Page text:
Do Schools Kill Creativity?
Technology, Entertainment, Design = TED.com . If you have not visited Ted.com, you have been missing a wealth of knowledge on modern and historical issues. I have been a listening for over three years. In fact, by using Itunes, you can RSS feed and never visit the website. Then just read the description, click and download the ones you want and forget the others. Ituens then downloads and you can put them on your ipod. Listen while you workout, walk, work on the computer or whatever you do as you listen to your Ipod. One of my personal favorites: Sir Ken Robinson: Do schools Kill Creativity? Give it a listen and then tell me what you think about his comments.
4/26/2010 04:23:36 pm
A very entertaining and eye opening presentation. Sir Ken Robinson's observation of the hierarchy of subjects (math and science far above anything having to do with the arts) is all too common. We push math and sciences heavily in schools so we (in theory) can be competitive with the rest of the world. However we sacrifice out creative, which is my music programs and the like are the first cut in school programs. I also agree with the heavy emphasis on how failure is to be taught to be absolute unacceptable kills the creative process. Children are not afraid to be wrong; they shrug it off and try again with a different approach. It is the adults who push the fear of failure onto the child because the adults cannot face their own fears of being wrong. We are just now coming to accept the student who is doodling or daydreaming in class as learning through different means when before teachers would scold them as not paying attention which is one of the major mistakes teachers never recognized.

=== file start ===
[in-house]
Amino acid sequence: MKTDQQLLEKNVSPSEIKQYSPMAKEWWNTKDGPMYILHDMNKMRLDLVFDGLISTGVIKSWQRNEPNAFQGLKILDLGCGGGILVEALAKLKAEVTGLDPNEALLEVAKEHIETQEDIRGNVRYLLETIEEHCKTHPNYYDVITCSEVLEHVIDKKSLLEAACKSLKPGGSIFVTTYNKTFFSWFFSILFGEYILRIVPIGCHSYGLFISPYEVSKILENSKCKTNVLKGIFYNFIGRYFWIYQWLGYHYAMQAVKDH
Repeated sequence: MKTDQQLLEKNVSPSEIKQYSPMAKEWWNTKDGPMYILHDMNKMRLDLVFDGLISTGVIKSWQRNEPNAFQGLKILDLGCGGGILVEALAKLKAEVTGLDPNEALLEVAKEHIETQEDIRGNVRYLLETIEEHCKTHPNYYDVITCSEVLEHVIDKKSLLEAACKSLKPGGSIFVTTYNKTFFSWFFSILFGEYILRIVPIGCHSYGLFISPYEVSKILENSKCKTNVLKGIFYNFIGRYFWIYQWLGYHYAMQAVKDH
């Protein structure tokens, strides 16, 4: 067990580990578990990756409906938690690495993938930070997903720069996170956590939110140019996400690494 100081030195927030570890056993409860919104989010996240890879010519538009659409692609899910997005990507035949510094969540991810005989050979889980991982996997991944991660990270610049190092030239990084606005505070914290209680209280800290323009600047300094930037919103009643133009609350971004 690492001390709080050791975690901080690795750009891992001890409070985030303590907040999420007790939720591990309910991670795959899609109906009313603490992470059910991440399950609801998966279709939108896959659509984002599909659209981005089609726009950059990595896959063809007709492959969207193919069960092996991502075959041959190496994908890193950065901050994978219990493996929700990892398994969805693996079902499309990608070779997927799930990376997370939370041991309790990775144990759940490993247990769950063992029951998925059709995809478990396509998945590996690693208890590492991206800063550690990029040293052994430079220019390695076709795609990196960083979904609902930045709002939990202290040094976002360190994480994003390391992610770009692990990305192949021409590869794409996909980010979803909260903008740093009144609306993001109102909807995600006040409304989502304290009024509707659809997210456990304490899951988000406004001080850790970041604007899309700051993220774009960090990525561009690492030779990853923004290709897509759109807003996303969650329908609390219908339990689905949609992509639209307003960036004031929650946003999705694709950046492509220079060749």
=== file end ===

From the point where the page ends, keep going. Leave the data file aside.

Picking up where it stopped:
4/28/2010 12:07:47 am
I thinking encouraging creativity has a lot to do with cultivating a friendly environment where it is welcome. Creative students are often beat down by others who simply don’t care. But I can’t help but think that teachers are at fault for this, and it isn’t even their fault. College teaches us that the way the smartest people learn is to sit in a class and listen to a lecture. Teachers complete 4 years of this style of learning (well, 4 if you’re lucky!) and then are expected to somehow break free of it once inside the classroom. College doesn’t allow much creativity, though I can only speak for my department. It really is a joke. I sat through 15 weeks of lecture last semester on how students do not learn from lectures. I left more confused than ever. If education is to go in this direction, college must change how it does business.
Leave a Reply.